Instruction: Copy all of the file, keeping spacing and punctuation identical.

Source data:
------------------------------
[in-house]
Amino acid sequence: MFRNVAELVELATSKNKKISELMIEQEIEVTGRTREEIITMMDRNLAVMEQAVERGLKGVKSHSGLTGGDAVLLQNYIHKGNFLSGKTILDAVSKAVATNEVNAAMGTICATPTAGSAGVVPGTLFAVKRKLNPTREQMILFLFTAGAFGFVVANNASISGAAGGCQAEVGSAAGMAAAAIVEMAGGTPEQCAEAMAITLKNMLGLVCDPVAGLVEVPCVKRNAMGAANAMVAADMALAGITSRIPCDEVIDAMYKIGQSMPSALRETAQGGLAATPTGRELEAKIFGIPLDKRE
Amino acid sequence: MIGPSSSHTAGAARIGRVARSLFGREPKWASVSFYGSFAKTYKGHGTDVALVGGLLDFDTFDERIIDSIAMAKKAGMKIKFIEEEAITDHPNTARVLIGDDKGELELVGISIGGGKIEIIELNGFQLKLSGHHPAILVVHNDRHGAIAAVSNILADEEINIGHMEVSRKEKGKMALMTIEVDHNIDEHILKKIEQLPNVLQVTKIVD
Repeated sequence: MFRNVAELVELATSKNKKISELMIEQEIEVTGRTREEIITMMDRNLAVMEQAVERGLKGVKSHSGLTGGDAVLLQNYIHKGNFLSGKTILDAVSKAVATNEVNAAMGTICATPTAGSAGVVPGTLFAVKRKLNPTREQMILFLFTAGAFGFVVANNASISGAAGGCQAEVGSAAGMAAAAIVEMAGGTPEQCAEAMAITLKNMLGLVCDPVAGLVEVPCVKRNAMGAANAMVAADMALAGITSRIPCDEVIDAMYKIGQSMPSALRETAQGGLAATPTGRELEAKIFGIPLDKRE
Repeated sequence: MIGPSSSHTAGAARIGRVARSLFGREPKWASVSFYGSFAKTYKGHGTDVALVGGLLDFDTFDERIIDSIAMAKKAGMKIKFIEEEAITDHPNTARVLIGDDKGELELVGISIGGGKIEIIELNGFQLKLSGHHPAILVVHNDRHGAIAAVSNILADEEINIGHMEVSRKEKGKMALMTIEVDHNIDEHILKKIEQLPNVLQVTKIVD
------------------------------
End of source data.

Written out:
[in-house]
Amino acid sequence: MFRNVAELVELATSKNKKISELMIEQEIEVTGRTREEIITMMDRNLAVMEQAVERGLKGVKSHSGLTGGDAVLLQNYIHKGNFLSGKTILDAVSKAVATNEVNAAMGTICATPTAGSAGVVPGTLFAVKRKLNPTREQMILFLFTAGAFGFVVANNASISGAAGGCQAEVGSAAGMAAAAIVEMAGGTPEQCAEAMAITLKNMLGLVCDPVAGLVEVPCVKRNAMGAANAMVAADMALAGITSRIPCDEVIDAMYKIGQSMPSALRETAQGGLAATPTGRELEAKIFGIPLDKRE
Amino acid sequence: MIGPSSSHTAGAARIGRVARSLFGREPKWASVSFYGSFAKTYKGHGTDVALVGGLLDFDTFDERIIDSIAMAKKAGMKIKFIEEEAITDHPNTARVLIGDDKGELELVGISIGGGKIEIIELNGFQLKLSGHHPAILVVHNDRHGAIAAVSNILADEEINIGHMEVSRKEKGKMALMTIEVDHNIDEHILKKIEQLPNVLQVTKIVD
Repeated sequence: MFRNVAELVELATSKNKKISELMIEQEIEVTGRTREEIITMMDRNLAVMEQAVERGLKGVKSHSGLTGGDAVLLQNYIHKGNFLSGKTILDAVSKAVATNEVNAAMGTICATPTAGSAGVVPGTLFAVKRKLNPTREQMILFLFTAGAFGFVVANNASISGAAGGCQAEVGSAAGMAAAAIVEMAGGTPEQCAEAMAITLKNMLGLVCDPVAGLVEVPCVKRNAMGAANAMVAADMALAGITSRIPCDEVIDAMYKIGQSMPSALRETAQGGLAATPTGRELEAKIFGIPLDKRE
Repeated sequence: MIGPSSSHTAGAARIGRVARSLFGREPKWASVSFYGSFAKTYKGHGTDVALVGGLLDFDTFDERIIDSIAMAKKAGMKIKFIEEEAITDHPNTARVLIGDDKGELELVGISIGGGKIEIIELNGFQLKLSGHHPAILVVHNDRHGAIAAVSNILADEEINIGHMEVSRKEKGKMALMTIEVDHNIDEHILKKIEQLPNVLQVTKIVD